Originally built in 1977, Twelve Oaks Mall in Novi, Michigan was a showplace for upscale retailers in the Detroit area. But after 30 years of traffic and severe weathering, not to mention the vast changes in shopping and shopper preferences, Twelve Oaks desperately needed a facelift.
The renovation was no small undertaking and came at a price. The final tally was $63 million to make the needed expansion and transform the interior and exterior into a modern, welcoming place to spend an afternoon shopping.
The goal of the upgrade was to provide new shopping destinations and enhance the existing building to attract customers looking for luxury brands.
An overview of the project renovation and expansion included adding 97,000 square feet of leasable space to the existing mall on two levels, a new 167,000 square feet Nordstrom anchor building, and the addition of 60,000 square feet to Macy’s.
In addition to the two level expansion, all four main mall entries were renovated along with extensive interior upgrades and major site work.
The architecture of Twelve Oaks Mall is unlike the other local malls. Its interior offers wood railings with steel bars, terrazzo flooring, and sculptures. There are also a number of modern art pieces and trees. The entrances needed to augment the feeling of the interior.
The renovations to the mall included adding an elevator, seating areas, new flooring, and much more. The mall’s owner selected noted retail design expert Neumann/Smith & Associates as the architect of record with renowned mall development partner The Taubman Company taking the lead in construction.
The Neumann/Smith design was highlighted by redesigning and updating all the entrances and adding a new luxury wing entrance with a grand glass canopy above the valet area. They chose W&W Glass to engineer and supply the structural glass fin wall entrance and canopy system.
W&W Glass has had decades of experience with providing a variety of glass entrances like the one on Twelve Oaks mall. The entrance utilizes a Pilkington Planar™ clear monolithic structural glass fin wall system with countersunk 905 series fittings.
In addition to glass walls, glass canopies are a great way to make any outdoor area or lobby entrance stand out while providing virtually transparent protection from the elements.
Structural glass canopies are a versatile application that can use a variety of minimalistic steel backup structures or laminated glass fins (as in the case for this mall entrance) to provide support to overhead or underslung sloped structural glazing.
It was the perfect design choice on the front of the Twelve Oaks façade to keep the canopy extremely transparent, while providing shading and protection. Laminated glass fins were used in lieu of adding more large structural steel canopy purlins for support. It helped to create the illusion of the canopy “floating” above the base.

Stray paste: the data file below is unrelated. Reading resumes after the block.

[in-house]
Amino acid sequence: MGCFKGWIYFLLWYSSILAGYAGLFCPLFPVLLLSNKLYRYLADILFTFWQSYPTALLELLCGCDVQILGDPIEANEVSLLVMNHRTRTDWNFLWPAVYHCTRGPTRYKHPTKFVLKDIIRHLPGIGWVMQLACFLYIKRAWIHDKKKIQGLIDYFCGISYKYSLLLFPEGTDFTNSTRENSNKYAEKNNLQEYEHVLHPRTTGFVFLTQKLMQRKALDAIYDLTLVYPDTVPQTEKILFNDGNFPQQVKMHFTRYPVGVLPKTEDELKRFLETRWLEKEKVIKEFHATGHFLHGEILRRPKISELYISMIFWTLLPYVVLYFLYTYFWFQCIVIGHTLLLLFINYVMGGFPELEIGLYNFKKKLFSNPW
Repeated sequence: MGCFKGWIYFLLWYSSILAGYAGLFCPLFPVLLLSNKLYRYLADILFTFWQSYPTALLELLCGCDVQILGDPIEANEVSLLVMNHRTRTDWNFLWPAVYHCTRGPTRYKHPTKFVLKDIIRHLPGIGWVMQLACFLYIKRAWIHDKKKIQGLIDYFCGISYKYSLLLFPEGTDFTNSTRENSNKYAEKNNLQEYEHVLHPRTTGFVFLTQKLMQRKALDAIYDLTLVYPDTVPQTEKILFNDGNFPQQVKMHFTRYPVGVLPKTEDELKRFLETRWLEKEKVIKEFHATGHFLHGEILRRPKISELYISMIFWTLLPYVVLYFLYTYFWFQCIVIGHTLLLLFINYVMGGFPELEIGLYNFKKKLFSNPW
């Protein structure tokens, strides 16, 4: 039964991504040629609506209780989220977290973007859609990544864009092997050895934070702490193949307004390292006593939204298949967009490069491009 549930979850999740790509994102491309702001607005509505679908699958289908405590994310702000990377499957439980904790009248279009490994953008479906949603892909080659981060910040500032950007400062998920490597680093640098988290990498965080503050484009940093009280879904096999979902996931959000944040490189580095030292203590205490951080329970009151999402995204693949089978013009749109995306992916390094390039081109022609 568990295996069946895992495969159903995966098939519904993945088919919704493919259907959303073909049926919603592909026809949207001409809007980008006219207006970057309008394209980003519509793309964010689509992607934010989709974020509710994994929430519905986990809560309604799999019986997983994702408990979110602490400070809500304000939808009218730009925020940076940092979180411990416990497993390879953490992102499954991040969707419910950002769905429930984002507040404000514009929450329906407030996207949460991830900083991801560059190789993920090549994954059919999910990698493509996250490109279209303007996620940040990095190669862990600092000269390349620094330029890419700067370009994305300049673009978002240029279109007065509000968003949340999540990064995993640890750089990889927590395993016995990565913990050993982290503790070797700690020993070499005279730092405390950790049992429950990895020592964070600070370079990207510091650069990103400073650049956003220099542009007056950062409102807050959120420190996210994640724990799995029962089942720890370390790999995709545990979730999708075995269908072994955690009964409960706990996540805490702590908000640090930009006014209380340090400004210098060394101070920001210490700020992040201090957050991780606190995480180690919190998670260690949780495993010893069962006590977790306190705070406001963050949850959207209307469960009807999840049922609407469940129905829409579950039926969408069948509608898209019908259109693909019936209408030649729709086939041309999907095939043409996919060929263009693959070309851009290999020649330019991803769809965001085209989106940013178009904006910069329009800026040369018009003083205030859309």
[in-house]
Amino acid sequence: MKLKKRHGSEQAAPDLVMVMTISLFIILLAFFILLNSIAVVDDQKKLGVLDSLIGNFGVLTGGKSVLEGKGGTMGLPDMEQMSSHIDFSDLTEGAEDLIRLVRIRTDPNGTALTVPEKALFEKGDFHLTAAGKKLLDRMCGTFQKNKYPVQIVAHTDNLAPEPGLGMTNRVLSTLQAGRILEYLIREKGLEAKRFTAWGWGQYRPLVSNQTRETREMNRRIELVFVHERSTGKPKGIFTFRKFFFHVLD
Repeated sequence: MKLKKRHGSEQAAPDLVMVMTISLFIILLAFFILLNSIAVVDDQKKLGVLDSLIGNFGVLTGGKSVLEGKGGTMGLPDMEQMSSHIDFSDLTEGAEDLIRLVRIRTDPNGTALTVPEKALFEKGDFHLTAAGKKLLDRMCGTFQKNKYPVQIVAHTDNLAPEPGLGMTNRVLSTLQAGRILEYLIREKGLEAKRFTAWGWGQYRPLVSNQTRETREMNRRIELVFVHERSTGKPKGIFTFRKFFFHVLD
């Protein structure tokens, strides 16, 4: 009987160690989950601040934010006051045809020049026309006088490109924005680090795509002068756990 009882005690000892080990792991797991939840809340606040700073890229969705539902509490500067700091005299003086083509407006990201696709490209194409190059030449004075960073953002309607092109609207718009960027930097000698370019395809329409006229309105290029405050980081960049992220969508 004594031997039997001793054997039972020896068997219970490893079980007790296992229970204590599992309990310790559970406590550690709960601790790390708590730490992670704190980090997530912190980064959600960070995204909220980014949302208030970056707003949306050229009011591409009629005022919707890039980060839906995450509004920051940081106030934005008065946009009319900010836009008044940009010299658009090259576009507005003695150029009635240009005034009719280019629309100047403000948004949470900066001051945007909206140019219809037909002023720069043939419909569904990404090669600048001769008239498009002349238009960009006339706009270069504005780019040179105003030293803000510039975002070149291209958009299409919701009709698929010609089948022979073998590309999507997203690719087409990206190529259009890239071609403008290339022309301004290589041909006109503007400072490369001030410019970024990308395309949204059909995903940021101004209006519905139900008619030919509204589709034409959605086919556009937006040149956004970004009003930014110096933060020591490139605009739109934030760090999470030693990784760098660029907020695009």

Prior to Pilkington laminating the glass canopy panels in the fabrication process, they were silk-screened with ceramic frit paint so the patterns would help conceal dirt and bird droppings until cleaning can occur, while allowing for architectural expression and shading of occupants from direct sun.
One important consideration for ceramic fritting of canopy glass is the effect of the frit as related to heat buildup in the interlayer. Due to extensive testing and knowledge, the W&W/Pilkington team checked the pattern coverage and color of the frit with the glass substrate to assure there were no issues with discoloration of the interlayer due to extreme heat.
Results can be very different, as they depend on: glass tint (color), color of ceramic frit paint, project location (historic maximum temperatures), and angle to the sun. Horizontal ceramic fritted surfaces can get twice as hot as the surrounding temperature due to reflectance or absorption and angle to the sun in different locations.
A unique benefit of the Pilkington Planar™ canopy system is that it requires a very low slope to shed water. A minimum of three degrees of slope is required to eliminate ponding of water in the middle of the laminated glass panels, allowing for very flat canopies.
Additionally, Pilkington Planar™ laminated glass is typically bonded with SentryGlasⓇ (formerly DuPont SentryGlasⓇ Plus) ionoplast interlayer that is warrantied for exposed edge stability (as the interlayer is water-resistant) to provide even more design flexibility for the architect.
This project utilized the SentryGlasⓇ interlayer for the canopy and glass purlins. This interlayer is much stiffer than PVB, which allows for the two lites of glass to act as a composite piece of glass, keeping the glass make-ups as thin and economical as possible.
The wide range of fully customizable design options available for glass canopy applications combined with the technical know-how of W&W Glass/Pilkington helped create a truly iconic entrance.
Fun Fact: The mall actually sets on a site of an old gravel pit. The development plans began in 1971, and construction began in 1975. The mall was partly built to stop a landfill from being placed in the old gravel pit.